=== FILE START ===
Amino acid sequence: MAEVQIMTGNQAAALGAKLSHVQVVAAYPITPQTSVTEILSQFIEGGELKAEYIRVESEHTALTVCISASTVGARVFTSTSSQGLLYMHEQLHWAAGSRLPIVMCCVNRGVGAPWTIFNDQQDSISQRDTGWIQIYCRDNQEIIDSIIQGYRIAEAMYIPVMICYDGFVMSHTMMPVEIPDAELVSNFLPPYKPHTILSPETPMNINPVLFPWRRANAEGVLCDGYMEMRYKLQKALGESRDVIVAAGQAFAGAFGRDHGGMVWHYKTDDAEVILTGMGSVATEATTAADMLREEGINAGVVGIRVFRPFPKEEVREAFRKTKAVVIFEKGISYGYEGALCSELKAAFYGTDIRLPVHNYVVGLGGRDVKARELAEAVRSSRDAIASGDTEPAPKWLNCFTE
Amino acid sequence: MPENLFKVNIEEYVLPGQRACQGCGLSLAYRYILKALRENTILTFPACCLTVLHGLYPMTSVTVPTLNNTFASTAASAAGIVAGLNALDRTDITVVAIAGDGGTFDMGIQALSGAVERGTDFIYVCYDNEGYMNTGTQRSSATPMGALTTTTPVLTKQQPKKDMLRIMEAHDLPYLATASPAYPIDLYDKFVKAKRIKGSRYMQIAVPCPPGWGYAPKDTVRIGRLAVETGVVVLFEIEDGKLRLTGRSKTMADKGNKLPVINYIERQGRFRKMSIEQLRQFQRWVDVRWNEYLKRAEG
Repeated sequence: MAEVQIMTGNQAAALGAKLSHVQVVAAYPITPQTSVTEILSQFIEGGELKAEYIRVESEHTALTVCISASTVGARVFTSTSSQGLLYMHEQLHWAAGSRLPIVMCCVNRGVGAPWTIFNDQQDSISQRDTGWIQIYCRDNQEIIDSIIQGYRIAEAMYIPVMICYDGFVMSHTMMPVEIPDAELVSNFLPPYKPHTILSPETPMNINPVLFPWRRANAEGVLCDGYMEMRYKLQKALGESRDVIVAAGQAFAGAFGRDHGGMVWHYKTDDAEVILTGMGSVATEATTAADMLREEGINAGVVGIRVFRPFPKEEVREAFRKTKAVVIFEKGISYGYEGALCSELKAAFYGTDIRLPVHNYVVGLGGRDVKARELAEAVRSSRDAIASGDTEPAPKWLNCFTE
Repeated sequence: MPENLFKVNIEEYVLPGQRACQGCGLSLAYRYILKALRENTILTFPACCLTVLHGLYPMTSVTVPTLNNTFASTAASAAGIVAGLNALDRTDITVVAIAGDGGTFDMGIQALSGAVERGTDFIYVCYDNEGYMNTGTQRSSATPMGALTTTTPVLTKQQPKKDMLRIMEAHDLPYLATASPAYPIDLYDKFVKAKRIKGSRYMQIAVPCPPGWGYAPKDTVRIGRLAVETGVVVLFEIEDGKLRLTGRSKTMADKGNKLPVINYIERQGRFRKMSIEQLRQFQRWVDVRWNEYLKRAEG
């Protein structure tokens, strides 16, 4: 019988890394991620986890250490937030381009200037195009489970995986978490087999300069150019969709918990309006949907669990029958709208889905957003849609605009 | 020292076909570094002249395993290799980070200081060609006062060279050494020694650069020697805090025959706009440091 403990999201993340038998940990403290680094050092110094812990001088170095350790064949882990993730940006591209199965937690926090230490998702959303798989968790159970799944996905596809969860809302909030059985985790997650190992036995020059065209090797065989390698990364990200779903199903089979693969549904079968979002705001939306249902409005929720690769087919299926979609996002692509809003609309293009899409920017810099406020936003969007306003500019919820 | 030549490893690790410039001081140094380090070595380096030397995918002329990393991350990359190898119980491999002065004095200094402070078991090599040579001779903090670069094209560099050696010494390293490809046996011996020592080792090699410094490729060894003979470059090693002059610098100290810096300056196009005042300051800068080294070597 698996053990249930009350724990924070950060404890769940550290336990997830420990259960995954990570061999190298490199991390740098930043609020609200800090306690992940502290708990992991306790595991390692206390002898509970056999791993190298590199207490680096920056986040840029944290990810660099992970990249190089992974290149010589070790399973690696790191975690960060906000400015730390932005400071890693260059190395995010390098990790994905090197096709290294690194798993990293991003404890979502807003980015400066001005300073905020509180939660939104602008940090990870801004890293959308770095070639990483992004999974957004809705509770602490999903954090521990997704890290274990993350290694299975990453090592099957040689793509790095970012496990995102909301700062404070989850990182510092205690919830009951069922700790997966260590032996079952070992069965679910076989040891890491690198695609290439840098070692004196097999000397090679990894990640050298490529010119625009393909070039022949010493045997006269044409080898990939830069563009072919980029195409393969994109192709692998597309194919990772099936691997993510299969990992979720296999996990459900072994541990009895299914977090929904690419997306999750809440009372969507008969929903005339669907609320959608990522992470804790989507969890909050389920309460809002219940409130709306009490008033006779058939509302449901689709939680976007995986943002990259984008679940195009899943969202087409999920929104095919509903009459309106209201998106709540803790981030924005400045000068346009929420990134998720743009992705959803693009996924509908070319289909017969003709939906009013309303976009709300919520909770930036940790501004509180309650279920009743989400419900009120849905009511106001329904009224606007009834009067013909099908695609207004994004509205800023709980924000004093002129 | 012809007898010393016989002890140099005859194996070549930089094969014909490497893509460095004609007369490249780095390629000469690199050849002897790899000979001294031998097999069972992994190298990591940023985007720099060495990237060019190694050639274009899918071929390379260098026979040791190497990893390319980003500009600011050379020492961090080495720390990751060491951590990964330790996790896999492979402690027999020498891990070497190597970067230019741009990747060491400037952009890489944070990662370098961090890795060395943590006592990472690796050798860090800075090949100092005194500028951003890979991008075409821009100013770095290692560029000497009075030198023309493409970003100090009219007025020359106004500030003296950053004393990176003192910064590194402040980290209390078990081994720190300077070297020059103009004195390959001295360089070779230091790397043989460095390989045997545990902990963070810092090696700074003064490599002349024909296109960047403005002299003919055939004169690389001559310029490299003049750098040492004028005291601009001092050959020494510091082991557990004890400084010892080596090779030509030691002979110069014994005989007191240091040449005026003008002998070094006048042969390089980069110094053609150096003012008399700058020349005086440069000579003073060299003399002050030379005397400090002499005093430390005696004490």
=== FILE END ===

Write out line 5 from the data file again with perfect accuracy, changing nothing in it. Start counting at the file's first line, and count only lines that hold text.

């Protein structure tokens, strides 16, 4: 019988890394991620986890250490937030381009200037195009489970995986978490087999300069150019969709918990309006949907669990029958709208889905957003849609605009 | 020292076909570094002249395993290799980070200081060609006062060279050494020694650069020697805090025959706009440091 403990999201993340038998940990403290680094050092110094812990001088170095350790064949882990993730940006591209199965937690926090230490998702959303798989968790159970799944996905596809969860809302909030059985985790997650190992036995020059065209090797065989390698990364990200779903199903089979693969549904079968979002705001939306249902409005929720690769087919299926979609996002692509809003609309293009899409920017810099406020936003969007306003500019919820 | 030549490893690790410039001081140094380090070595380096030397995918002329990393991350990359190898119980491999002065004095200094402070078991090599040579001779903090670069094209560099050696010494390293490809046996011996020592080792090699410094490729060894003979470059090693002059610098100290810096300056196009005042300051800068080294070597 698996053990249930009350724990924070950060404890769940550290336990997830420990259960995954990570061999190298490199991390740098930043609020609200800090306690992940502290708990992991306790595991390692206390002898509970056999791993190298590199207490680096920056986040840029944290990810660099992970990249190089992974290149010589070790399973690696790191975690960060906000400015730390932005400071890693260059190395995010390098990790994905090197096709290294690194798993990293991003404890979502807003980015400066001005300073905020509180939660939104602008940090990870801004890293959308770095070639990483992004999974957004809705509770602490999903954090521990997704890290274990993350290694299975990453090592099957040689793509790095970012496990995102909301700062404070989850990182510092205690919830009951069922700790997966260590032996079952070992069965679910076989040891890491690198695609290439840098070692004196097999000397090679990894990640050298490529010119625009393909070039022949010493045997006269044409080898990939830069563009072919980029195409393969994109192709692998597309194919990772099936691997993510299969990992979720296999996990459900072994541990009895299914977090929904690419997306999750809440009372969507008969929903005339669907609320959608990522992470804790989507969890909050389920309460809002219940409130709306009490008033006779058939509302449901689709939680976007995986943002990259984008679940195009899943969202087409999920929104095919509903009459309106209201998106709540803790981030924005400045000068346009929420990134998720743009992705959803693009996924509908070319289909017969003709939906009013309303976009709300919520909770930036940790501004509180309650279920009743989400419900009120849905009511106001329904009224606007009834009067013909099908695609207004994004509205800023709980924000004093002129 | 012809007898010393016989002890140099005859194996070549930089094969014909490497893509460095004609007369490249780095390629000469690199050849002897790899000979001294031998097999069972992994190298990591940023985007720099060495990237060019190694050639274009899918071929390379260098026979040791190497990893390319980003500009600011050379020492961090080495720390990751060491951590990964330790996790896999492979402690027999020498891990070497190597970067230019741009990747060491400037952009890489944070990662370098961090890795060395943590006592990472690796050798860090800075090949100092005194500028951003890979991008075409821009100013770095290692560029000497009075030198023309493409970003100090009219007025020359106004500030003296950053004393990176003192910064590194402040980290209390078990081994720190300077070297020059103009004195390959001295360089070779230091790397043989460095390989045997545990902990963070810092090696700074003064490599002349024909296109960047403005002299003919055939004169690389001559310029490299003049750098040492004028005291601009001092050959020494510091082991557990004890400084010892080596090779030509030691002979110069014994005989007191240091040449005026003008002998070094006048042969390089980069110094053609150096003012008399700058020349005086440069000579003073060299003399002050030379005397400090002499005093430390005696004490």